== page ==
|Prepared ornament hung on our tree|
Materials needed: red felt
sharp sewing scissors
fine-tipped black permanent marker
red thread (to match the felt)
a sewing needle that is small enough to fit through the holes on the beads
yarn, thread, or ribbon to act as an ornament hanger
patterns you would like to trace for the petals.
The first ornament we will discuss this week is the felt poinsettia. Gather together all of the materials for the project before beginning. I used a basic a fall leaf shape that reminded me of a poinsettia petal, making 3 sizes of the same petal shape to allow for varied flowers. These will take over an hour from start to finish.
In order to save some time, two pieces of felt together can be pinned together with straight pins. More can be used, but I have found that cutting more than 2 felt shapes at a time results in an unsatisfactory product. I pin each leaf that I traced individually to avoid as much fabric shifting as possible when cutting out your pattern. This will also help your leaves stay more organized when you go to assemble your ornaments later.
As you cut out your petals, stack each different size into a pile with other petals of equal size. This will create less sorting work to do later as well.
After the petals are securely stitched together, it is time to add some detail. I use a variety of gold plastic beads to add interest to the middle and gives it a more realistic look. I have also stitched down the center of the petals to add a bit of a design. To make the design stand out, use a contrasting color.
Don't forget to sew a hanger onto the back!
Bread-Glue Dough Ornaments
Materials needed: 3 slices of day old white bread
|Beginning the crust removal|
1/2 teaspoon of hand lotion
plus optional ingredients food coloring and water if desired.
This ornament uses up your day old bread! Say what? Yup. It's called Bread-Glue Dough! The ingredients are simple, inexpensive, and they are items that are probably laying around your house.
|Dough, ready for shaping|
Once it has the consistency of dough, you may separate different portions and die the dough with food coloring. Work with one portion at a time keeping the rest of the dough covered to prevent it from drying out.
|Cut out dough|
Allow to air dry for at least a week. I allowed mine to dry on a sheet of wax paper on a cookie sheet so they could quickly and easily be moved at a moment's notice. The wax paper will not only prevent the ornaments from sticking to the cookie sheet, but it also kept them from getting stained by the rust spots on my old cookie sheets. Rather than use food coloring to dye the dough, I will paint these with acrylic paint. The small ones seemed to be dry already after just a couple of days, but I want to make sure they are completely dry both inside and out prior to decorating and finishing. I am afraid that finishing them too soon would trap moisture inside which could destroy them.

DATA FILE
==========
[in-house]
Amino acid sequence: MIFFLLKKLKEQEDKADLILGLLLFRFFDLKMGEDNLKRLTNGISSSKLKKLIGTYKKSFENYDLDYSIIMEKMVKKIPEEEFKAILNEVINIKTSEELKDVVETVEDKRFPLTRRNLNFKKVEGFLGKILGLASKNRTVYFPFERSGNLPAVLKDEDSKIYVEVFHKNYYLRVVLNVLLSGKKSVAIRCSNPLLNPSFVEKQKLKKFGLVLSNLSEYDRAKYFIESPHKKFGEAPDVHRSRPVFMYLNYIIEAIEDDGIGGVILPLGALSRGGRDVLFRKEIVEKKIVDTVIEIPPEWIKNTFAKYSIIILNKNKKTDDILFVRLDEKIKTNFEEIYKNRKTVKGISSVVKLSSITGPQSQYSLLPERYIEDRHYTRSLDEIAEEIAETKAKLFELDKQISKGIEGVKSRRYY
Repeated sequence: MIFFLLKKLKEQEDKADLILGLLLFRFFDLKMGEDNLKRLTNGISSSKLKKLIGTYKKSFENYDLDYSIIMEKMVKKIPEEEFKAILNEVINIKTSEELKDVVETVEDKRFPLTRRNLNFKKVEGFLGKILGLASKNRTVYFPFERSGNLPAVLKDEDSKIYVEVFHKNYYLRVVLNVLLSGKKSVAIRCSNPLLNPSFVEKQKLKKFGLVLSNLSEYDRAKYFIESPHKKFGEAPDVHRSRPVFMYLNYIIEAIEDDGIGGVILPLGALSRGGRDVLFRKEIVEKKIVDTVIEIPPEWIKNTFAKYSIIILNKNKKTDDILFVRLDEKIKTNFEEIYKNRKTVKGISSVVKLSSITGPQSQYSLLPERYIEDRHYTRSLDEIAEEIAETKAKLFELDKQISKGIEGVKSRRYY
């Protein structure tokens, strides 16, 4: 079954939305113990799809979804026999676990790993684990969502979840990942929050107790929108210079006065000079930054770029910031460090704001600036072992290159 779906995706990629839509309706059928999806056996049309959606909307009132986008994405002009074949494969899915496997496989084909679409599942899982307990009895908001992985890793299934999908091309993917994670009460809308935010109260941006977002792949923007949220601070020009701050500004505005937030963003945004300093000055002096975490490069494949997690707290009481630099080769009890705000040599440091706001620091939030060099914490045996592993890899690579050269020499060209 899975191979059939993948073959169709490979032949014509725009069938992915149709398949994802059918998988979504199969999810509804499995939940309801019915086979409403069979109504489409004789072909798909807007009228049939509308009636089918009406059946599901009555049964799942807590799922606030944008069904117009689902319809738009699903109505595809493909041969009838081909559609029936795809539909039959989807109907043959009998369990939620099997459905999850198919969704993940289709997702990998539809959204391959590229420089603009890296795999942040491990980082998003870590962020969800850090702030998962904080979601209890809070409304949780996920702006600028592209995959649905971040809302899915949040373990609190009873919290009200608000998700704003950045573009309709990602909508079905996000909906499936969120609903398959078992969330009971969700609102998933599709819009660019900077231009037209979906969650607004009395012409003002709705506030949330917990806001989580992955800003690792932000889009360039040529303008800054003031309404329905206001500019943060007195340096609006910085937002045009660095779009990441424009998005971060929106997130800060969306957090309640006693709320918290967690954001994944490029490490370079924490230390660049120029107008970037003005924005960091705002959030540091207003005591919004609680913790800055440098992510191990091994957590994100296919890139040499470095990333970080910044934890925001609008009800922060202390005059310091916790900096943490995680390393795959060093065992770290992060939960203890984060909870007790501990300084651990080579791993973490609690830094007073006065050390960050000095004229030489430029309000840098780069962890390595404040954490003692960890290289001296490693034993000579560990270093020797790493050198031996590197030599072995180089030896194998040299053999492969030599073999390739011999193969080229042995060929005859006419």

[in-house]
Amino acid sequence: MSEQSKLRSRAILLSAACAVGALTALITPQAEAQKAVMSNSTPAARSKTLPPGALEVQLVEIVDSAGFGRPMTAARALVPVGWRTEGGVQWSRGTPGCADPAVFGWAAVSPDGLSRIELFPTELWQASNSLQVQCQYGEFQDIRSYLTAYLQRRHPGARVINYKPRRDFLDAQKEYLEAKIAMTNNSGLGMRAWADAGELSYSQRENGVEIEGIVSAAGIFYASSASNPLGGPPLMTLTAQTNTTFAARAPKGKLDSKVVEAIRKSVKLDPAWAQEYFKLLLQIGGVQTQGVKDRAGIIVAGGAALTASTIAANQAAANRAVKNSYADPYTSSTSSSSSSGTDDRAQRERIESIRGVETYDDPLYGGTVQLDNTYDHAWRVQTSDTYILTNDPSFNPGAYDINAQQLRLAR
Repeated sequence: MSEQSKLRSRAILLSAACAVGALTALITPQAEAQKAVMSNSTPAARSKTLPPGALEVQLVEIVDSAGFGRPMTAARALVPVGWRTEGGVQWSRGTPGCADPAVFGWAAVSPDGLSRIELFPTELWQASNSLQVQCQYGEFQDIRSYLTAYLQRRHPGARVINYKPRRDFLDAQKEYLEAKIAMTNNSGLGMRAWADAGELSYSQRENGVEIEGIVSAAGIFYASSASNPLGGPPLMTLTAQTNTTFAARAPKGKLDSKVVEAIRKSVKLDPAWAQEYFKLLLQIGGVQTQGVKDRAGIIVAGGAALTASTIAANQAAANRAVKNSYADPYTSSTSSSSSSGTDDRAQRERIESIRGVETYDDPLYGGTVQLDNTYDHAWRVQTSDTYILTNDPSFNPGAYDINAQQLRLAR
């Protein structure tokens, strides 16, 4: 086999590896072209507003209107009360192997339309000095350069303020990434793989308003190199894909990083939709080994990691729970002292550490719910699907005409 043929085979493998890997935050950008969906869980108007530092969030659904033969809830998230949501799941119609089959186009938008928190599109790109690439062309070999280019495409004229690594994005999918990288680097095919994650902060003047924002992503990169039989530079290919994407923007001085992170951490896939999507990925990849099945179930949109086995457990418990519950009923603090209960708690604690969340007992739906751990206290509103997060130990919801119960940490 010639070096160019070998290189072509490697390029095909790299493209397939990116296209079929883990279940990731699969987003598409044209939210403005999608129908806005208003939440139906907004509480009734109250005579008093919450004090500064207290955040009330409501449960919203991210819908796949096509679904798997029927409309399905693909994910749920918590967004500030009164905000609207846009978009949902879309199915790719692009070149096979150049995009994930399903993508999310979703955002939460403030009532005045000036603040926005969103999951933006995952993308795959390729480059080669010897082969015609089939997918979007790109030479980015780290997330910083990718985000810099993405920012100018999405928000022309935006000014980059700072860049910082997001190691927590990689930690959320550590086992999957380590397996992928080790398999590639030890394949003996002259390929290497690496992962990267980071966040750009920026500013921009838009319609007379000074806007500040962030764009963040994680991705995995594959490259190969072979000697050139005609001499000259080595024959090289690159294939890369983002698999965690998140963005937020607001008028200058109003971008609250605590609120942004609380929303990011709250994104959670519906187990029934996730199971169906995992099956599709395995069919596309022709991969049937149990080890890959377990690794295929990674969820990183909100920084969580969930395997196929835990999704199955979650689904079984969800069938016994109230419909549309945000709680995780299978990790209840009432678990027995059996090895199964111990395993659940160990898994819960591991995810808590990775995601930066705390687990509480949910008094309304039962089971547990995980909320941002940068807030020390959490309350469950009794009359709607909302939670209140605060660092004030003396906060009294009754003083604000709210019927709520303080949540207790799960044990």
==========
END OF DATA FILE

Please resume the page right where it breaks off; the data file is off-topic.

|Ornaments drying on wax paper|
|Hand painted tree|
When painting your ornament, use one color at a time and allow to dry completely before adding the next color. If you use many colors while they are still wet, this will promote a mixing of colors on your ornament. I paint the base coat first and add details when the base coat is dry.
|The foundation row|
Styrofoam ball, any size
sequins, any size
glue, beads, and permanent marker or paint, if desired
One of my all time favorite ornaments is the Styrofoam balls with sequins pinned to them with either straight pins or sequin pins. Where else can you add so much bling to your tree for so little money? Buying a variety pack of sequins incurs less up-front expense if you would like a variety of colors, but then you will need to sort the sequins into colors and sizes. This project will probably take at least an hour to complete if you are planning to completely cover the ball with sequins, more if you layer the sequins. You may also choose to leave spaces open in between the sequins, your choice.
|An overlapping pattern|
A quick note here: please check the size of the holes in your sequins against the size of the heads of your pins. If the heads are too small they will slip right through the sequin and will therefore serve no purpose. If that is the case, smaller sequins or beads may be used to assist the pins in doing their job.
|A variety of patterned balls|
|Glue coated ornaments|
Place your sequin on the foam ball and secure with a pin. Larger foam balls allow for use of longer pins, while smaller pins will need to be used on smaller foam balls. Using long pins may cause problems if the pins reach other and may prevent a tight, secure fit.
|Finished ornament on our tree|
Once my foam balls were completed, I coated the sequins with a coat of glue. This is not needed and there have been a great many ornaments of this type made without this step.
If you are planning on hanging these on your Christmas tree, you will need a hanger for your ornament. I like to use one that coordinates with the sequins on the ornament. Tie the ribbon tightly, secure with several pins by pushing them into spaces between the sequins. Varying the angle of pin penetration will help to more securely anchor the hanger to your ornament.
Materials: plain colored or glass ornaments
space to set ornaments or hang to dry
I squeezed some glue into a little painter's palette tray in order to be able to apply glue to specific areas of the ornament and applied the glue to the ornament with a paint brush.
Layering rhinestones on top of sequins adds a truly gorgeous look as does varying the colors of rhinestones used in your picture. Other ideas for these ornaments includes painting them, gluing designs covered on glitter or epsom salts, gluing strips of tinsel, or filling the glass balls a variety of interesting materials.
Thank you for stopping by to chat with me. Please leave me a message, I'd love to hear your thoughts! Cindy